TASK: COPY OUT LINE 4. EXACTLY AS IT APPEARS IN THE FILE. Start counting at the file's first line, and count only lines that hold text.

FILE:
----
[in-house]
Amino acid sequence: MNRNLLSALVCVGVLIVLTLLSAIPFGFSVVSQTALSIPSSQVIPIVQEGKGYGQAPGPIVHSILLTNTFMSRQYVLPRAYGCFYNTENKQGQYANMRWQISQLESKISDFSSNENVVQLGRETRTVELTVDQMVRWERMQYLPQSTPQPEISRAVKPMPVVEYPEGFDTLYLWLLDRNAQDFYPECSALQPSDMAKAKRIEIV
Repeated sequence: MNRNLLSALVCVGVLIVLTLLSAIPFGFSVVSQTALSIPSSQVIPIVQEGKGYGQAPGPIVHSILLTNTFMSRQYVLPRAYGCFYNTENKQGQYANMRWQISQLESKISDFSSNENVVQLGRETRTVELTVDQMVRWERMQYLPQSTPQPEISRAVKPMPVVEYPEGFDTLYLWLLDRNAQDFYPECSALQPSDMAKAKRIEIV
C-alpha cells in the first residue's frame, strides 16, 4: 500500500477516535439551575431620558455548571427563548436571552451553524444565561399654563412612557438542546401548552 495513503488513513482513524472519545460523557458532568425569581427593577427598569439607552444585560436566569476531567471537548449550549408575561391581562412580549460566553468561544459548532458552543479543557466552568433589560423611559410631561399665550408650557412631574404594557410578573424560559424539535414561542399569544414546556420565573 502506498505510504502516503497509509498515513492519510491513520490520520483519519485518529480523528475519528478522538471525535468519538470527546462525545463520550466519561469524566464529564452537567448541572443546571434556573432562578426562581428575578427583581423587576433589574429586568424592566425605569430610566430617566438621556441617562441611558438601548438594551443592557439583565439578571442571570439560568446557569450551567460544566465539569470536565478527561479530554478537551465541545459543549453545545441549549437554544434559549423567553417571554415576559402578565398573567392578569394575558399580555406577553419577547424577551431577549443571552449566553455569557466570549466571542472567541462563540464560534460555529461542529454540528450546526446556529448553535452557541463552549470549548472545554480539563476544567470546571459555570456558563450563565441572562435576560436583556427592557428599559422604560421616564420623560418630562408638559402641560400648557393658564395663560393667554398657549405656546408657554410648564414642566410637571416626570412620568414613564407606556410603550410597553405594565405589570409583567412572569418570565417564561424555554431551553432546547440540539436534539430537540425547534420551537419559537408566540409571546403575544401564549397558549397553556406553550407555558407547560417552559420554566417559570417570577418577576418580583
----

C-alpha cells in the first residue's frame, strides 16, 4: 500500500477516535439551575431620558455548571427563548436571552451553524444565561399654563412612557438542546401548552 495513503488513513482513524472519545460523557458532568425569581427593577427598569439607552444585560436566569476531567471537548449550549408575561391581562412580549460566553468561544459548532458552543479543557466552568433589560423611559410631561399665550408650557412631574404594557410578573424560559424539535414561542399569544414546556420565573 502506498505510504502516503497509509498515513492519510491513520490520520483519519485518529480523528475519528478522538471525535468519538470527546462525545463520550466519561469524566464529564452537567448541572443546571434556573432562578426562581428575578427583581423587576433589574429586568424592566425605569430610566430617566438621556441617562441611558438601548438594551443592557439583565439578571442571570439560568446557569450551567460544566465539569470536565478527561479530554478537551465541545459543549453545545441549549437554544434559549423567553417571554415576559402578565398573567392578569394575558399580555406577553419577547424577551431577549443571552449566553455569557466570549466571542472567541462563540464560534460555529461542529454540528450546526446556529448553535452557541463552549470549548472545554480539563476544567470546571459555570456558563450563565441572562435576560436583556427592557428599559422604560421616564420623560418630562408638559402641560400648557393658564395663560393667554398657549405656546408657554410648564414642566410637571416626570412620568414613564407606556410603550410597553405594565405589570409583567412572569418570565417564561424555554431551553432546547440540539436534539430537540425547534420551537419559537408566540409571546403575544401564549397558549397553556406553550407555558407547560417552559420554566417559570417570577418577576418580583